Loss of the Eukaryotic Initiation Factor 2α Kinase General Control Nonderepressible 2 Kinase Protects Mice From Pressure Overload–Induced Congestive Heart Failure Without Affecting Ventricular Hypertrophy
In response to several stresses, including nutrient deprivation, general control nonderepressible 2 kinase (GCN2) attenuates mRNA translation by phosphorylating eukaryotic initiation factor 2αSer51. Energy starvation is known to exacerbate congestive heart failure, and eukaryotic initiation factor 2αSer51 phosphorylation is increased in the failing heart. However, the effect of GCN2 during the evolution of congestive heart failure has not been tested. In this study, we examined the influence of GCN2 expression in response to a cardiac stress by inducing chronic pressure overload with transverse aortic constriction in wild-type and GCN2 knockout mice. Under basal conditions, GCN2 knockout mice had normal left ventricular structure and function, but after transverse aortic constriction, they demonstrated less contractile dysfunction, less increase in lung weight, less increase in lung inflammation and vascular remodeling, and less myocardial apoptosis and fibrosis compared with wild-type mice, despite an equivalent degree of left ventricular hypertrophy. As expected, GCN2 knockout attenuated transverse aortic constriction–induced cardiac eukaryotic initiation factor 2αSer51 phosphorylation and preserved sarcoplasmic reticulum Ca2+ ATPase expression compared with wild-type mice. Interestingly, the expression of the antiapoptotic protein Bcl-2 was significantly elevated in GCN2 knockout hearts, whereas in isolated neonatal cardiomyocytes, selective knockdown of GCN2 increased Bcl-2 protein expression and enhanced myocyte resistance to an apoptotic stress. Collectively, our data support the notion that GCN2 impairs the ventricular adaptation to chronic pressure overload by reducing Bcl-2 expression and increasing cardiomyocyte susceptibility to apoptotic stimuli. Our findings suggest that strategies to reduce GCN2 activity in cardiac tissue may be a novel approach to attenuate congestive heart failure development.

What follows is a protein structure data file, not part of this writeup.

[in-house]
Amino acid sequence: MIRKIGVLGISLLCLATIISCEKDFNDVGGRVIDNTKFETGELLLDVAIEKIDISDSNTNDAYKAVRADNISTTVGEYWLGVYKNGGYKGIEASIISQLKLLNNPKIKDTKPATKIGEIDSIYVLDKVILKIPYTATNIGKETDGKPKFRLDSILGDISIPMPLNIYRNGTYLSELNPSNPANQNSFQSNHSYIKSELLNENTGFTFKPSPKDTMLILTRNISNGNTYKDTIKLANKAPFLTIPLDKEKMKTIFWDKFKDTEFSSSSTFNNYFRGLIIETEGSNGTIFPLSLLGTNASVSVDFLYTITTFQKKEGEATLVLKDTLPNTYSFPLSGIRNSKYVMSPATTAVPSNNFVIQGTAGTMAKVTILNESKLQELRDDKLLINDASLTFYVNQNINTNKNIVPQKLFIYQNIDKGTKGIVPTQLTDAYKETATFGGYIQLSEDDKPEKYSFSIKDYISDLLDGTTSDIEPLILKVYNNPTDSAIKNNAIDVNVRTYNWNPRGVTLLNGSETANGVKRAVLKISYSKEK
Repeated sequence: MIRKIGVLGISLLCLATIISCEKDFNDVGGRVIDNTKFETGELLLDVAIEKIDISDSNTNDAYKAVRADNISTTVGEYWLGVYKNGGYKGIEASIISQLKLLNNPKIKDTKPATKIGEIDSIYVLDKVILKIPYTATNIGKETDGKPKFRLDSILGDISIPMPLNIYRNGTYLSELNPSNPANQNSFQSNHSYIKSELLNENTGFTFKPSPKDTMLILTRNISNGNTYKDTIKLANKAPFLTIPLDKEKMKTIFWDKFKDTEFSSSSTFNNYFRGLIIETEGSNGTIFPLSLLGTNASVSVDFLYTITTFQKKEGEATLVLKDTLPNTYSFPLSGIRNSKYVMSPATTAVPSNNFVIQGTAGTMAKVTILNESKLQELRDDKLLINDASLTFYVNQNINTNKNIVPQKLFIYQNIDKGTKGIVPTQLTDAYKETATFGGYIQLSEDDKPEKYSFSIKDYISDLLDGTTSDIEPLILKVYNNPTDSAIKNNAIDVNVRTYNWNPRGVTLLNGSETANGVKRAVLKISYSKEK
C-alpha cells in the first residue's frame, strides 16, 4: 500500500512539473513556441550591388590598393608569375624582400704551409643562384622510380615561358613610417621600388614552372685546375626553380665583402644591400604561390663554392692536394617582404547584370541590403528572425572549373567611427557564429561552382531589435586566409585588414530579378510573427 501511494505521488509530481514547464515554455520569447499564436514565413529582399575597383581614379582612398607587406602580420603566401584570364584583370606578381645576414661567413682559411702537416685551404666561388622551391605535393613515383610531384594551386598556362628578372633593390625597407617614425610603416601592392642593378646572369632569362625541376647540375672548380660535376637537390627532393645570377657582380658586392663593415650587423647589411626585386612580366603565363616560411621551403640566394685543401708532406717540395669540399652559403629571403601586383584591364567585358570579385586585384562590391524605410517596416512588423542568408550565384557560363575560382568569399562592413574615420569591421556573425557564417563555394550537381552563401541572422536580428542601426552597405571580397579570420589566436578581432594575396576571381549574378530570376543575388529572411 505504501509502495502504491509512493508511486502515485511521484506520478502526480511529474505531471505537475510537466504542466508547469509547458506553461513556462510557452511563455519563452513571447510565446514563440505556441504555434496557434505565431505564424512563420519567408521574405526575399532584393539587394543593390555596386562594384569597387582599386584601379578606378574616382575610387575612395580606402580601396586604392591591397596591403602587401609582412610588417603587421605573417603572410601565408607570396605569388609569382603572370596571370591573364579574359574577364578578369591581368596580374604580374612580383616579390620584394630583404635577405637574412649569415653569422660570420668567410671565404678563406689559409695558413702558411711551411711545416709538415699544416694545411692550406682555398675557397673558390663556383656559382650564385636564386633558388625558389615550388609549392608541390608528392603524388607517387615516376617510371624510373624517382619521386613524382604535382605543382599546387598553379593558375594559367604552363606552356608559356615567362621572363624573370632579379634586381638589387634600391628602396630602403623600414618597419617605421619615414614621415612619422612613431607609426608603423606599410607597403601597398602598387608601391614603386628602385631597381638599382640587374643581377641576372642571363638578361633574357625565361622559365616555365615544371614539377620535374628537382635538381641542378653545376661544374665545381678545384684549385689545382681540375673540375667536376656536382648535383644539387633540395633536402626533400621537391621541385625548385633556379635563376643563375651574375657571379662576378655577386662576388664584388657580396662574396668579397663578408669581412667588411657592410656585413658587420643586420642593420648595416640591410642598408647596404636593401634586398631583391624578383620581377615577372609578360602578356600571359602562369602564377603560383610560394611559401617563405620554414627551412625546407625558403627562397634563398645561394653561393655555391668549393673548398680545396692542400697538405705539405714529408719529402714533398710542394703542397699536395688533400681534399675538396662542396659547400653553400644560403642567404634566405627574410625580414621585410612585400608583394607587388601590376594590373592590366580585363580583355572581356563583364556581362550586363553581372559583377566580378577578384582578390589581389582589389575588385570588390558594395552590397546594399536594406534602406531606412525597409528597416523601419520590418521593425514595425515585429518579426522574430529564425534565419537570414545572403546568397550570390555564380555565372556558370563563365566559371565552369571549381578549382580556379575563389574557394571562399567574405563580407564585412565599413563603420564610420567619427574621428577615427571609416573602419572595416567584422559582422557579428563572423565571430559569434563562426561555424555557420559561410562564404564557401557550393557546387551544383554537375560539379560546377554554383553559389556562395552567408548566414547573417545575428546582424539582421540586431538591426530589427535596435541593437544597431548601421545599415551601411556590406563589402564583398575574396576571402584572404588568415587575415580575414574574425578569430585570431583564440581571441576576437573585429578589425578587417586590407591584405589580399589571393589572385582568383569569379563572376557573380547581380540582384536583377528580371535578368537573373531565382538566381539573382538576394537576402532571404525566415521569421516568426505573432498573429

- Received August 29, 2013.
- Revision received September 5, 2013.
- Accepted October 1, 2013.
- © 2013 American Heart Association, Inc.